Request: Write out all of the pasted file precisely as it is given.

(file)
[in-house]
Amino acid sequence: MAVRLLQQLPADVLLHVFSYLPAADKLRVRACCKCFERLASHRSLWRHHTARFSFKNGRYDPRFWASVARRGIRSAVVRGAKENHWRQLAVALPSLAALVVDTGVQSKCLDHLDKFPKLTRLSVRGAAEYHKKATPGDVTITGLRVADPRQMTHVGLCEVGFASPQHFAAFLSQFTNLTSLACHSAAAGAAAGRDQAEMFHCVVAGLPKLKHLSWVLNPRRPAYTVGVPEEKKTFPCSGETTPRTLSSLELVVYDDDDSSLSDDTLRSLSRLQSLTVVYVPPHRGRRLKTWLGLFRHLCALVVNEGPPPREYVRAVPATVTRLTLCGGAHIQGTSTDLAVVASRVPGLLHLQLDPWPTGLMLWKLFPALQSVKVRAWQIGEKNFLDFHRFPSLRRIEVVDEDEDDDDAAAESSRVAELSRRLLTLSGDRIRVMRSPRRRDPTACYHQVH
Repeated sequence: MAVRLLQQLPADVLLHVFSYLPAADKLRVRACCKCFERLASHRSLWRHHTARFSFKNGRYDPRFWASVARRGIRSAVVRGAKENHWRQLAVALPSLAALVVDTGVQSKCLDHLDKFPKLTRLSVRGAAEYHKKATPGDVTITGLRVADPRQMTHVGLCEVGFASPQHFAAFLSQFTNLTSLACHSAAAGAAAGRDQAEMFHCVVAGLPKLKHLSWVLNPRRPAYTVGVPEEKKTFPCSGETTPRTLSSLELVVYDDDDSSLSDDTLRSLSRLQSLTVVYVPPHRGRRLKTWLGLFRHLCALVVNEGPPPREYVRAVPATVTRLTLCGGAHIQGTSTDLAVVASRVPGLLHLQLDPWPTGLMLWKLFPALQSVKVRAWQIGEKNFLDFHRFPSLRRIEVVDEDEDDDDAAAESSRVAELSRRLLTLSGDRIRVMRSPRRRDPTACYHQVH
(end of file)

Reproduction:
[in-house]
Amino acid sequence: MAVRLLQQLPADVLLHVFSYLPAADKLRVRACCKCFERLASHRSLWRHHTARFSFKNGRYDPRFWASVARRGIRSAVVRGAKENHWRQLAVALPSLAALVVDTGVQSKCLDHLDKFPKLTRLSVRGAAEYHKKATPGDVTITGLRVADPRQMTHVGLCEVGFASPQHFAAFLSQFTNLTSLACHSAAAGAAAGRDQAEMFHCVVAGLPKLKHLSWVLNPRRPAYTVGVPEEKKTFPCSGETTPRTLSSLELVVYDDDDSSLSDDTLRSLSRLQSLTVVYVPPHRGRRLKTWLGLFRHLCALVVNEGPPPREYVRAVPATVTRLTLCGGAHIQGTSTDLAVVASRVPGLLHLQLDPWPTGLMLWKLFPALQSVKVRAWQIGEKNFLDFHRFPSLRRIEVVDEDEDDDDAAAESSRVAELSRRLLTLSGDRIRVMRSPRRRDPTACYHQVH
Repeated sequence: MAVRLLQQLPADVLLHVFSYLPAADKLRVRACCKCFERLASHRSLWRHHTARFSFKNGRYDPRFWASVARRGIRSAVVRGAKENHWRQLAVALPSLAALVVDTGVQSKCLDHLDKFPKLTRLSVRGAAEYHKKATPGDVTITGLRVADPRQMTHVGLCEVGFASPQHFAAFLSQFTNLTSLACHSAAAGAAAGRDQAEMFHCVVAGLPKLKHLSWVLNPRRPAYTVGVPEEKKTFPCSGETTPRTLSSLELVVYDDDDSSLSDDTLRSLSRLQSLTVVYVPPHRGRRLKTWLGLFRHLCALVVNEGPPPREYVRAVPATVTRLTLCGGAHIQGTSTDLAVVASRVPGLLHLQLDPWPTGLMLWKLFPALQSVKVRAWQIGEKNFLDFHRFPSLRRIEVVDEDEDDDDAAAESSRVAELSRRLLTLSGDRIRVMRSPRRRDPTACYHQVH